Although he dropped out after only one semester, he continued auditing classes at Reed, while sleeping on the floor in friends' rooms, returning Coke bottles for food money, and getting weekly free meals at the local Hare Krishna temple. Jobs later said, "If I had never dropped in on that single calligraphy course in college, the Mac would have never had multiple typefaces or proportionally spaced fonts."
Jobs then traveled to India to visit the Neem Karoli Baba at his Kainchi Ashram with a Reed College friend (and, later, the first Apple employee), Daniel Kottke, in search of spiritual enlightenment. He came back a Buddhist with his head shaved and wearing traditional Indian clothing.[38During this time, Jobs experimented with psychedelics, calling his LSD experiences "one of the two or three most important things [he had] done in [his] life". He later said that people around him who did not share his countercultural roots could not fully relate to his thinking.
Jobs also has a daughter, Lisa Brennan-Jobs (born 1978), from his relationship with Bay Area painter Chrisann Brennan. She briefly raised their daughter on welfare when Jobs denied paternity by claiming he was sterile; he later acknowledged Lisa as his daughter.
It is hard to say for sure if his creativity and innovativeness came from his unconventional life but Steve Jobs believed it was the case. Apple's founders the 2 Steves (Steve Wozniak and Steve Jobs) started Apple with money they made from an illegal "blue box" that allowed users to make distance telephone calls (across states) for free. They were rule breakers if not law breakers. In Singapore we struggle to promote innovation and creativity - we even try to "teach" this in school and "encourage" students and workers to be "more innovative". Companies hold talks and courses on innovation but we still find innovation lacking in our society. Why is this so? Singaporeans more than people of other countries are conditioned to be obedient because breaking rules comes with heavy consequences. You distribute a few (political) news letters on the streets and the authorities come after you for illegal hawking. You are not allowed to speak and gather openly to protest. We have extremely harsh laws enforced rigidly so that obedience pay off e.g hefty fines for litering and spitting. Companies constantly kill off innovation by imposing rules, processes and checks out of fear of making mistakes. Several prominent researchers left Singapore recently and hinted that "bean counting" was starting to get in the way of their work. The strait-jackets in our society and companies - too many rules, procedures, processes - stifle innovation and keeps everyone "thinking the same" rather than "think different". We can perhaps learn something from Steve Jobs' amazing life and wonderful accomplishments:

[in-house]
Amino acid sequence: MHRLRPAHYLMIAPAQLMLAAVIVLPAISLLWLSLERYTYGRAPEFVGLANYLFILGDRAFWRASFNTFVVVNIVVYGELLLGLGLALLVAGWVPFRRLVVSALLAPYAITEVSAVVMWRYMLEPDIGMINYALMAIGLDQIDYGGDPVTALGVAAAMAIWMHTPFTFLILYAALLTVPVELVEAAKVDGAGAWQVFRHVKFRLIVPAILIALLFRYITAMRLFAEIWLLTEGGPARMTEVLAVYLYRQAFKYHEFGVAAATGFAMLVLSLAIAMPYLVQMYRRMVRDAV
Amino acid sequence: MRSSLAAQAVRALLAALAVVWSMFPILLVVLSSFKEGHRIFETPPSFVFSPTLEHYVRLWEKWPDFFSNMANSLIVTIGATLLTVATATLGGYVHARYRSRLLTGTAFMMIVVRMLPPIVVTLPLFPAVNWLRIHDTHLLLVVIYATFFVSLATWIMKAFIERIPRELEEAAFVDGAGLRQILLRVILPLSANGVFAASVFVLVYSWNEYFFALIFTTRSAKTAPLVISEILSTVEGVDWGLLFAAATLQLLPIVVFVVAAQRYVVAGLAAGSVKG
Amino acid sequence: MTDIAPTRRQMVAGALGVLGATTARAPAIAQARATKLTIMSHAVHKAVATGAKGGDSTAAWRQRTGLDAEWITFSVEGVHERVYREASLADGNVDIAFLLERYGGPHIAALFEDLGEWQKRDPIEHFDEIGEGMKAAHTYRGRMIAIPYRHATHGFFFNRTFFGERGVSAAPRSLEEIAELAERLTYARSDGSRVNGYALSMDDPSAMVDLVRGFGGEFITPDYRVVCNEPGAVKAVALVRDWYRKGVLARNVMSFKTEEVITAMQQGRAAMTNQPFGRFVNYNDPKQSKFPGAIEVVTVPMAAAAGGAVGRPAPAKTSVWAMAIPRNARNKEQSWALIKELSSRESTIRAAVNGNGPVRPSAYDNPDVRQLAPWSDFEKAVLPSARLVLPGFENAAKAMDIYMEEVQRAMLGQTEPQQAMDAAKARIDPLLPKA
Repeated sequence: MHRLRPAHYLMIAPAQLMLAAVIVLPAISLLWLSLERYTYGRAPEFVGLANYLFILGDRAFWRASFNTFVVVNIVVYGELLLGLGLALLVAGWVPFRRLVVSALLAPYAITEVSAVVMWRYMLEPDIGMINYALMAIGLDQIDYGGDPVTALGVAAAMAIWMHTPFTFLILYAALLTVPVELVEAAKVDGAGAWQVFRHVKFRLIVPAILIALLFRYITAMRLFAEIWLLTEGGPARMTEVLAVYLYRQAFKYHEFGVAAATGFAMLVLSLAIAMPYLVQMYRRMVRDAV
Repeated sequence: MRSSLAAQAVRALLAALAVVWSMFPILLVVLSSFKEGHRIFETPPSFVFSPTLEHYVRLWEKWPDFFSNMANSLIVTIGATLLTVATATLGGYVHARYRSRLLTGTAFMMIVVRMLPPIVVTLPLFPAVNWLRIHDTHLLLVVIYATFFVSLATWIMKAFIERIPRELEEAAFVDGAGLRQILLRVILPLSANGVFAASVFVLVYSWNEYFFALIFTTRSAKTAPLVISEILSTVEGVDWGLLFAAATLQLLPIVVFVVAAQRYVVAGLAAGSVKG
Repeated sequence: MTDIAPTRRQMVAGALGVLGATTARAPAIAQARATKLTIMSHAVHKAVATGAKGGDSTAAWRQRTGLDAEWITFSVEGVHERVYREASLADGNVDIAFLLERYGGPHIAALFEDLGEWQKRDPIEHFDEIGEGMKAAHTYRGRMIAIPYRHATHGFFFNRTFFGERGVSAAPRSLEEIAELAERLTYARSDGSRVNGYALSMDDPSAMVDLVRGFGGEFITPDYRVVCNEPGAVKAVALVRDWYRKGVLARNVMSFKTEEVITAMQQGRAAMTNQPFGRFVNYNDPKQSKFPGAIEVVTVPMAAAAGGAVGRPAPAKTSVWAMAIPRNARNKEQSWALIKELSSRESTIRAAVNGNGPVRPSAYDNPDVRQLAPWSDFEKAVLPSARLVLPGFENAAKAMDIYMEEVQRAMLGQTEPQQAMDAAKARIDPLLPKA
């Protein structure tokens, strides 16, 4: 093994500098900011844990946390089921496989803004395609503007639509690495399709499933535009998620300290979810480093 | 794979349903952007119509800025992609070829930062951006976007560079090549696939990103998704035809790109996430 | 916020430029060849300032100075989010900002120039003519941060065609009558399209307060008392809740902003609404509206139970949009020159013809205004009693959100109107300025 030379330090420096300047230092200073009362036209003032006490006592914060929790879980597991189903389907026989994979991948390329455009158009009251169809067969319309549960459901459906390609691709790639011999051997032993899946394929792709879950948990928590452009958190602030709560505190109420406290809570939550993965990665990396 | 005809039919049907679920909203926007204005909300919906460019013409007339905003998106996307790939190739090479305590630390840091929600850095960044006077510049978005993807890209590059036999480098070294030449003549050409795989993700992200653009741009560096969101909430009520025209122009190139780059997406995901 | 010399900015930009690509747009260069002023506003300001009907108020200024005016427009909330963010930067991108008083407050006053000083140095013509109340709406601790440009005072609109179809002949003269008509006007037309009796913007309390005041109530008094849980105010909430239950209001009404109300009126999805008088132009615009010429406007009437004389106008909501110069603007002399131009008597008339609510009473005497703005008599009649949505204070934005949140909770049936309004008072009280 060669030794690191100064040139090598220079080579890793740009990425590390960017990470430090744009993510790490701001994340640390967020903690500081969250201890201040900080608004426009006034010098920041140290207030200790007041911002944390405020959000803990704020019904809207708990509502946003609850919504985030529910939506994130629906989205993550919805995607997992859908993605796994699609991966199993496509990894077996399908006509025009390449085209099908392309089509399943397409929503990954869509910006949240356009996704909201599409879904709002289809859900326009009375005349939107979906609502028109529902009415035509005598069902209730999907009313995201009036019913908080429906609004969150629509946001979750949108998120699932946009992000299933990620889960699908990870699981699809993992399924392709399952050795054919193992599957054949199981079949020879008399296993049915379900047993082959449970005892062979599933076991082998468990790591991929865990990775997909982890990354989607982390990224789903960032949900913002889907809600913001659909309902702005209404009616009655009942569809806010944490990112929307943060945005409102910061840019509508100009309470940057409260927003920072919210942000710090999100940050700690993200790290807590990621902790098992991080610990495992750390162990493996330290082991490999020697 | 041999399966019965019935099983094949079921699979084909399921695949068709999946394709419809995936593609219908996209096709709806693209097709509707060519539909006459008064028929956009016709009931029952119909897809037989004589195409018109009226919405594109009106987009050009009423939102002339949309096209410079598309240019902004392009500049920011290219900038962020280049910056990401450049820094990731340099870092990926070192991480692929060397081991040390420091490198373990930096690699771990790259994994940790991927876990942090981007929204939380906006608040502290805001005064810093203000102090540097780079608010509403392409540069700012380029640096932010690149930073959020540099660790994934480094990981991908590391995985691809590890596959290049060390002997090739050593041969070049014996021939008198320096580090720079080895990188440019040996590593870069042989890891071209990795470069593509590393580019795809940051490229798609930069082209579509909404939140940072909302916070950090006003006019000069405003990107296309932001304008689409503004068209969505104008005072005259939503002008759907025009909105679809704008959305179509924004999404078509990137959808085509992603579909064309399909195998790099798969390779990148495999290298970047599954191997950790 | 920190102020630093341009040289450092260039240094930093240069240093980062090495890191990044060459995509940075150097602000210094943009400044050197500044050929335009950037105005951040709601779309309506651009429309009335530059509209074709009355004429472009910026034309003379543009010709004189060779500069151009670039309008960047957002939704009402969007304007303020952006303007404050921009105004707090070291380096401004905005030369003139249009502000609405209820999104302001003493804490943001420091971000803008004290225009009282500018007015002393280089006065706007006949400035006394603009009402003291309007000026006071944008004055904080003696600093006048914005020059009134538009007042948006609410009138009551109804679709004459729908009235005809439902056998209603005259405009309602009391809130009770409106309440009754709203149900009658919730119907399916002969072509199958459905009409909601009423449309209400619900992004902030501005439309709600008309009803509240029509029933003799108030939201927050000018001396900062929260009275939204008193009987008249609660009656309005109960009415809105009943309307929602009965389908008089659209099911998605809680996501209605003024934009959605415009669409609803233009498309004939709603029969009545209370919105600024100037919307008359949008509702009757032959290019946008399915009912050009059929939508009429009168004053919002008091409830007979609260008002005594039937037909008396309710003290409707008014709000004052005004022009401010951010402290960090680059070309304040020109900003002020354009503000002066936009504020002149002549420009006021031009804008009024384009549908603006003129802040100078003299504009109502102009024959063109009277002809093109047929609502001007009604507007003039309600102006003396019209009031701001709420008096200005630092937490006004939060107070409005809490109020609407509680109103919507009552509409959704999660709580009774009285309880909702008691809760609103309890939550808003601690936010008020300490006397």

"Don’t be trapped by dogma, which is living with the results of other people’s thinking. Don’t let the noise of others’ opinions drown out your own inner voice, heart and intuition." — Steve Jobs
Yes, and there are no hard truths....let us, the new generation, not be trapped in another man's thinking...lets us not believe we cannot think for ourselves and lets us not be shackled by somebody else' "hard truths". We must and can progress if we break free from those who want to box us in.